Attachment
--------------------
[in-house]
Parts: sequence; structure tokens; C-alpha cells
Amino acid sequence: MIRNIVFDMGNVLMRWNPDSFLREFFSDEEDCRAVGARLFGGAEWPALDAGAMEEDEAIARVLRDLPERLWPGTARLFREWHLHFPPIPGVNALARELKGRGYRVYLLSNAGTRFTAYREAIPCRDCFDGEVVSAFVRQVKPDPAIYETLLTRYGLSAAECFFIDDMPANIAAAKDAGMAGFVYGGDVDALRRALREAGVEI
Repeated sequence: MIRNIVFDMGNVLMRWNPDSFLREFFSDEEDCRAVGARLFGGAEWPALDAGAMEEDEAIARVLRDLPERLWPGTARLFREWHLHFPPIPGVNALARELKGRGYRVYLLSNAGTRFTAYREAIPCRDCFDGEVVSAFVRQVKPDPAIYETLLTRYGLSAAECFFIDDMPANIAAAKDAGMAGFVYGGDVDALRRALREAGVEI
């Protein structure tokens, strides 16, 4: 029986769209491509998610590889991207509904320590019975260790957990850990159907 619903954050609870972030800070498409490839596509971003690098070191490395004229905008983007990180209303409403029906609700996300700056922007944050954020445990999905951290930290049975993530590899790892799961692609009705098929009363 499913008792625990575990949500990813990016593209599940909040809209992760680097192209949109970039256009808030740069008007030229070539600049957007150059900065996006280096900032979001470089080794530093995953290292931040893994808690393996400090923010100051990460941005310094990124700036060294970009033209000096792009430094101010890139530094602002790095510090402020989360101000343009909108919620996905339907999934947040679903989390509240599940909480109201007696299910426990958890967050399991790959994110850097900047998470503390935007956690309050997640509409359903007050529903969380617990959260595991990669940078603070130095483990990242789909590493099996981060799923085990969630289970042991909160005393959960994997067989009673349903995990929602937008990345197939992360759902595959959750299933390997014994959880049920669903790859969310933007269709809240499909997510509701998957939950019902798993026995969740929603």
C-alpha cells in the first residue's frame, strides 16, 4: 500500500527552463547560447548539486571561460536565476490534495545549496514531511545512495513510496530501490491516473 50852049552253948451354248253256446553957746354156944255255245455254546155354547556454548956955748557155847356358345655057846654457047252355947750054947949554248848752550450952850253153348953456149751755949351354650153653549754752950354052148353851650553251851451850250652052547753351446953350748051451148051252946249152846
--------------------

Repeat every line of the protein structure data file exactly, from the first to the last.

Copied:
[in-house]
Parts: sequence; structure tokens; C-alpha cells
Amino acid sequence: MIRNIVFDMGNVLMRWNPDSFLREFFSDEEDCRAVGARLFGGAEWPALDAGAMEEDEAIARVLRDLPERLWPGTARLFREWHLHFPPIPGVNALARELKGRGYRVYLLSNAGTRFTAYREAIPCRDCFDGEVVSAFVRQVKPDPAIYETLLTRYGLSAAECFFIDDMPANIAAAKDAGMAGFVYGGDVDALRRALREAGVEI
Repeated sequence: MIRNIVFDMGNVLMRWNPDSFLREFFSDEEDCRAVGARLFGGAEWPALDAGAMEEDEAIARVLRDLPERLWPGTARLFREWHLHFPPIPGVNALARELKGRGYRVYLLSNAGTRFTAYREAIPCRDCFDGEVVSAFVRQVKPDPAIYETLLTRYGLSAAECFFIDDMPANIAAAKDAGMAGFVYGGDVDALRRALREAGVEI
């Protein structure tokens, strides 16, 4: 029986769209491509998610590889991207509904320590019975260790957990850990159907 619903954050609870972030800070498409490839596509971003690098070191490395004229905008983007990180209303409403029906609700996300700056922007944050954020445990999905951290930290049975993530590899790892799961692609009705098929009363 499913008792625990575990949500990813990016593209599940909040809209992760680097192209949109970039256009808030740069008007030229070539600049957007150059900065996006280096900032979001470089080794530093995953290292931040893994808690393996400090923010100051990460941005310094990124700036060294970009033209000096792009430094101010890139530094602002790095510090402020989360101000343009909108919620996905339907999934947040679903989390509240599940909480109201007696299910426990958890967050399991790959994110850097900047998470503390935007956690309050997640509409359903007050529903969380617990959260595991990669940078603070130095483990990242789909590493099996981060799923085990969630289970042991909160005393959960994997067989009673349903995990929602937008990345197939992360759902595959959750299933390997014994959880049920669903790859969310933007269709809240499909997510509701998957939950019902798993026995969740929603």
C-alpha cells in the first residue's frame, strides 16, 4: 500500500527552463547560447548539486571561460536565476490534495545549496514531511545512495513510496530501490491516473 50852049552253948451354248253256446553957746354156944255255245455254546155354547556454548956955748557155847356358345655057846654457047252355947750054947949554248848752550450952850253153348953456149751755949351354650153653549754752950354052148353851650553251851451850250652052547753351446953350748051451148051252946249152846